My Humbling, Non-Medical Journey...

On the non-medical side of things, my experience at MD Anderson and the people of Houston, as well as MSTI here locally and the national support system through the Leukemia and Lymphoma Society (LLS) has been mind blowing.  When Jody and I arrived in Houston Sunday, we were met by a "ground angel" which is a non-profit organization that transports patients for free; no reimbursement for them, no gas allowance or mileage, no tips allowed, no payment.  This is their Mission and they do it out of their own desire to serve.  

Kathy was our driver Sunday, and when I got in the car she handed me a beautiful hand-quilted lap blanket; made by her friend Beth and Beth's church group to hand out to people just like me.  It brought me to tears and I was already choked up by Kathy picking Jody and I up at the airport, an otherwise a $65.00 taxi ride.  I used that quilt during my chemo on Monday and I felt the love and comfort of that group who made it.

While having my Rituxan infusion, a couple of volunteers came by from the "beauty" program within MD Anderson.  They offer beauty services while a person is going through treatment. They will wash you hair, or shave your hair when/if needed, they will help you with tips to feel beautiful (make up tips, head dress ideas, etc.).  These two volunteers had a cart with them and offered me any item that I wanted, as a service from them to me.  I explained to them that I obviously still had my hair and would for a while.  With a knowing, gentle smile, volunteer Bernadette said to me, "I understand, but you will likely need this at some point."  Of course she was right.  I chose my first sleeping cap and scarf.  We had some good laughs while she showed me using a mannequin head, how to put that scarf on my head and make it look good.  Of note, all of these services again, are a service offered as a thank you and a pay it forward by the volunteers, born out of stories like Bernadette's whose young husband had a rare cancer and MD Anderson saved his life where others said it wasn't possible.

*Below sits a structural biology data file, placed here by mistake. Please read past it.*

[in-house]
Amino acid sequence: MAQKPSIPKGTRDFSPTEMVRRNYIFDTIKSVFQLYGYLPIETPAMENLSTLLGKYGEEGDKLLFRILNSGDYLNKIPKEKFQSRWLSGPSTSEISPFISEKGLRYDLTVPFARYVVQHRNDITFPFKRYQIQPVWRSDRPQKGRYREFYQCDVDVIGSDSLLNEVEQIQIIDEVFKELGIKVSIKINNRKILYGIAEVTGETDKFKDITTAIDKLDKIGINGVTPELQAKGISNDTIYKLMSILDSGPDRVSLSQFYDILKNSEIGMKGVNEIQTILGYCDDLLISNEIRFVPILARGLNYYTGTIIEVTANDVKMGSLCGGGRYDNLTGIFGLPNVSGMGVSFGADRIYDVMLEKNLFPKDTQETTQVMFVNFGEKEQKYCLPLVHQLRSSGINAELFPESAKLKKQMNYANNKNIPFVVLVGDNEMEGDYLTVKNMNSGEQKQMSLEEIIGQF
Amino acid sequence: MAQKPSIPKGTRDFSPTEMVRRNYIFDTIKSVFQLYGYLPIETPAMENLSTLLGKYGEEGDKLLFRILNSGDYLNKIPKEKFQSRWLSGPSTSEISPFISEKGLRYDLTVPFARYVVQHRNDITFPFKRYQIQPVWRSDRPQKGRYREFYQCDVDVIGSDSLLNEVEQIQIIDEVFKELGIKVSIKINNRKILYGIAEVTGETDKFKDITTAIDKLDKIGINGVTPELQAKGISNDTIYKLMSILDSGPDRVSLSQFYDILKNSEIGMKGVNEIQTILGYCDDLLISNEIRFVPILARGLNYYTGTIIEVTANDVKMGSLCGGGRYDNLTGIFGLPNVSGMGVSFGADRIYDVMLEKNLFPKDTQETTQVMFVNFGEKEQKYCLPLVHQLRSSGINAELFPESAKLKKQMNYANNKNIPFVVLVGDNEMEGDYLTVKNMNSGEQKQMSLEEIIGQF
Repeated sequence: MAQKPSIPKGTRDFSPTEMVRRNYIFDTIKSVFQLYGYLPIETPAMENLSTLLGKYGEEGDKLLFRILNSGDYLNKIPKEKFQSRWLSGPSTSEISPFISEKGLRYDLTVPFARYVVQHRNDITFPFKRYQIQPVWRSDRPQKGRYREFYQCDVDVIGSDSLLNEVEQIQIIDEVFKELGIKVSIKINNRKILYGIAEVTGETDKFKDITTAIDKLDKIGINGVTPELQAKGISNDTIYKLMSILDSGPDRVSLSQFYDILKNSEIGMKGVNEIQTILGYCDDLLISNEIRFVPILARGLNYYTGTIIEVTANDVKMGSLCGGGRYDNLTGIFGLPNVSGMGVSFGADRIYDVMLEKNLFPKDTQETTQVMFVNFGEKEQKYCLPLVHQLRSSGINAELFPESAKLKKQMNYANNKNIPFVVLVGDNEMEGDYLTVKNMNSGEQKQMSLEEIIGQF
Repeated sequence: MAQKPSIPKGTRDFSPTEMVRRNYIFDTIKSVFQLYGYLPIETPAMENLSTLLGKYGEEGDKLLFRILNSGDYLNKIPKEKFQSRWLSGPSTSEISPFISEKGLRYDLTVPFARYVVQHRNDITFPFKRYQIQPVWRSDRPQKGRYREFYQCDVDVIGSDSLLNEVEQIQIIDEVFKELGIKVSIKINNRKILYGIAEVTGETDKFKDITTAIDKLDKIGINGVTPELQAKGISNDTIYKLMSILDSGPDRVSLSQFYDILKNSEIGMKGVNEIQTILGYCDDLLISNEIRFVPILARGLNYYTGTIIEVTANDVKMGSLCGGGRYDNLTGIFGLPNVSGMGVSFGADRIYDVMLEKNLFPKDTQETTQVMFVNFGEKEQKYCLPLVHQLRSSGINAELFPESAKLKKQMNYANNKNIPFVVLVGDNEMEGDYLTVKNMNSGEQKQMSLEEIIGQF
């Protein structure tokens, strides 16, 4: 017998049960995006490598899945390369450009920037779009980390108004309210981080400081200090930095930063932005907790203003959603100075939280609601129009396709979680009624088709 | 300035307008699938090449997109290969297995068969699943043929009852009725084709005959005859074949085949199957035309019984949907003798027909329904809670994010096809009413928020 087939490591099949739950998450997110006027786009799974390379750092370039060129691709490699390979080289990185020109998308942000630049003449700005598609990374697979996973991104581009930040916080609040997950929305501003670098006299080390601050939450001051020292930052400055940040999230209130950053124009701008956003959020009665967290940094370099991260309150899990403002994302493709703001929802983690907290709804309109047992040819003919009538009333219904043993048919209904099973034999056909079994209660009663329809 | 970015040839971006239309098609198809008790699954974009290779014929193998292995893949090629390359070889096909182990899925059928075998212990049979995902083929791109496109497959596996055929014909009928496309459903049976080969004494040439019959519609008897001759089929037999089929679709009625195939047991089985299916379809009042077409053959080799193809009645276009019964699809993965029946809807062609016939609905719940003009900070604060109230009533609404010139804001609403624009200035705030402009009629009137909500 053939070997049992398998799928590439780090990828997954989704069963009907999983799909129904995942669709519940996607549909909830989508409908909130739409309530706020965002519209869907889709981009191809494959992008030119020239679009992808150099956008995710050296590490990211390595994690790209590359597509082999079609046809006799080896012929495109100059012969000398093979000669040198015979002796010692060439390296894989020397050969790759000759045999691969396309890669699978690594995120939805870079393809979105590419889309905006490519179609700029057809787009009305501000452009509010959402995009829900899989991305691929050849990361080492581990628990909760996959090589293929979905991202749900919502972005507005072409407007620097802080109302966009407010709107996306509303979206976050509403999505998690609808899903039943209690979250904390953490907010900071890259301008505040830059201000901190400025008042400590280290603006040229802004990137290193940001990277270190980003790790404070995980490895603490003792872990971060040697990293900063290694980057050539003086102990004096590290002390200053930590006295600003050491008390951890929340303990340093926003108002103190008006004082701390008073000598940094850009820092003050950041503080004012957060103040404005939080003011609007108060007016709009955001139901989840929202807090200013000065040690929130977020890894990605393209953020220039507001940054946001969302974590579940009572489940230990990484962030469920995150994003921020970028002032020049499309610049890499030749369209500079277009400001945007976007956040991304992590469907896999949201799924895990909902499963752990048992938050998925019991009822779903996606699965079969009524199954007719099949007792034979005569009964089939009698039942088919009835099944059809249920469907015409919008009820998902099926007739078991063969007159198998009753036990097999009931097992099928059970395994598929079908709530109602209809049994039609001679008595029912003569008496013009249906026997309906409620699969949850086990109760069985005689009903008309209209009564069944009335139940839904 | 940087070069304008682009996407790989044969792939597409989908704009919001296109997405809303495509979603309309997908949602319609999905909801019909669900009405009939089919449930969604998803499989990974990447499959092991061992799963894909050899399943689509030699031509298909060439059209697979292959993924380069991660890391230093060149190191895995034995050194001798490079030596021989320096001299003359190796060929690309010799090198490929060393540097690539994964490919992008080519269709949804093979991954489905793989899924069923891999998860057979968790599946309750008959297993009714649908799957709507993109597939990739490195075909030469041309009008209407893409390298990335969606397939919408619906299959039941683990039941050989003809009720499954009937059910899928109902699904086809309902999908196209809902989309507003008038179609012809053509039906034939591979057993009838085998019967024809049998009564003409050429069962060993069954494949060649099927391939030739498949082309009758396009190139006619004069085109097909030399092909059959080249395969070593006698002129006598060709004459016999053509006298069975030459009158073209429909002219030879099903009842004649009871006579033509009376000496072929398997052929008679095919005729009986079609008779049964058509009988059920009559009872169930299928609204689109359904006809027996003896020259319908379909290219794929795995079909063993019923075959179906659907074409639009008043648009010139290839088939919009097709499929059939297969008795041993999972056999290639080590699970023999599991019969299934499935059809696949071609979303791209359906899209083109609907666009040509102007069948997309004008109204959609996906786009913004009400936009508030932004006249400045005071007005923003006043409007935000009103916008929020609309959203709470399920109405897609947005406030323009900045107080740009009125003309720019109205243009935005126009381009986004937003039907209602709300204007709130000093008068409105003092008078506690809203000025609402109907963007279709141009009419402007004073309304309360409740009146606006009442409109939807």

We have also met people who travel to MD Anderson to serve.  As Jody and I were waiting to get off the plane in Houston, I noticed that the elderly gentleman in front of me had an MD Anderson "no" cancer luggage tag on his bag.  I simply asked if one of them were a patient there; he looked to his frail wife and lovingly said to her, "why don't you tell them why we are here."  Her story was like so many others, she was given a few months to live, came to MD Anderson 11 years ago where they proved everyone else wrong, and is now flying in when possible to volunteer for a week at a time, sitting with patients during their in-patient stays.  It was truly inspirational to know that this elderly couple (obviously in their 80's) spent their free time traveling back to their Mecca to help others.

But it is not just the free services or gifts that are humbling, it is the genuine caring and the personal touch, literally the physical touch that is so needed and so comforting.  In our current state of don't touch and be PC at all times, to have a medical provider or a citizen on the street tell you they will pray for you, to receive a hug from a stranger who is moved to do so because you need it, and to have someone take the time to listen to your inner most fears without judgment all in a hospital setting is unheard of in our sterile environment of making sure not to offend.  

I have been so Blessed by the people during this journey, nearly every one of them strangers, that I become awestruck and cannot find the words to explain to others how it makes me feel.  But I also know that these types of Blessings should not be kept a secret and that I should share them; maybe it will make the rest of us reach out the next time we see a person in pain, or actually help when we recognize a need rather than feel moved and think twice because it isn't socially acceptable in today's world.  Through this most horrible time in my life, I have had some of the most humbling and inspiring moments of my life.  While I would never have asked for this journey I am grateful to be experiencing it.

Lynda Wolters